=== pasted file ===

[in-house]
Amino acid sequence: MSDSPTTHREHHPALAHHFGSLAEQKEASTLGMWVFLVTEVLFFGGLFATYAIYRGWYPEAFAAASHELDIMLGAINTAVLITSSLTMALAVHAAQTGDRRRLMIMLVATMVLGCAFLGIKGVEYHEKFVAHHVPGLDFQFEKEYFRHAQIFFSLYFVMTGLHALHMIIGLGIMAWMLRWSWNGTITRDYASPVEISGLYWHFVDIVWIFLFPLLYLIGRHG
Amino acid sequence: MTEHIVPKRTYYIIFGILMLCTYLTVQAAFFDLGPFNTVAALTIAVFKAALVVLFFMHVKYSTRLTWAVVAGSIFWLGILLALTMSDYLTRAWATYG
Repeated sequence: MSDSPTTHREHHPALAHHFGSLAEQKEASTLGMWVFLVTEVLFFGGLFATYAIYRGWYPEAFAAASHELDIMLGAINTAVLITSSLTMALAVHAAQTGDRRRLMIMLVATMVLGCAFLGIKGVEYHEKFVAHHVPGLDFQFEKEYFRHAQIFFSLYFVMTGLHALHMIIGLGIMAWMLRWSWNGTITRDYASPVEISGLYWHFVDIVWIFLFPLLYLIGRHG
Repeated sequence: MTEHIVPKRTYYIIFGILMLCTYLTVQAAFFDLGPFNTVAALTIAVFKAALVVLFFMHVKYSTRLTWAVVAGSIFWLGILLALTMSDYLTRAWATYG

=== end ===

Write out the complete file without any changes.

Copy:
[in-house]
Amino acid sequence: MSDSPTTHREHHPALAHHFGSLAEQKEASTLGMWVFLVTEVLFFGGLFATYAIYRGWYPEAFAAASHELDIMLGAINTAVLITSSLTMALAVHAAQTGDRRRLMIMLVATMVLGCAFLGIKGVEYHEKFVAHHVPGLDFQFEKEYFRHAQIFFSLYFVMTGLHALHMIIGLGIMAWMLRWSWNGTITRDYASPVEISGLYWHFVDIVWIFLFPLLYLIGRHG
Amino acid sequence: MTEHIVPKRTYYIIFGILMLCTYLTVQAAFFDLGPFNTVAALTIAVFKAALVVLFFMHVKYSTRLTWAVVAGSIFWLGILLALTMSDYLTRAWATYG
Repeated sequence: MSDSPTTHREHHPALAHHFGSLAEQKEASTLGMWVFLVTEVLFFGGLFATYAIYRGWYPEAFAAASHELDIMLGAINTAVLITSSLTMALAVHAAQTGDRRRLMIMLVATMVLGCAFLGIKGVEYHEKFVAHHVPGLDFQFEKEYFRHAQIFFSLYFVMTGLHALHMIIGLGIMAWMLRWSWNGTITRDYASPVEISGLYWHFVDIVWIFLFPLLYLIGRHG
Repeated sequence: MTEHIVPKRTYYIIFGILMLCTYLTVQAAFFDLGPFNTVAALTIAVFKAALVVLFFMHVKYSTRLTWAVVAGSIFWLGILLALTMSDYLTRAWATYG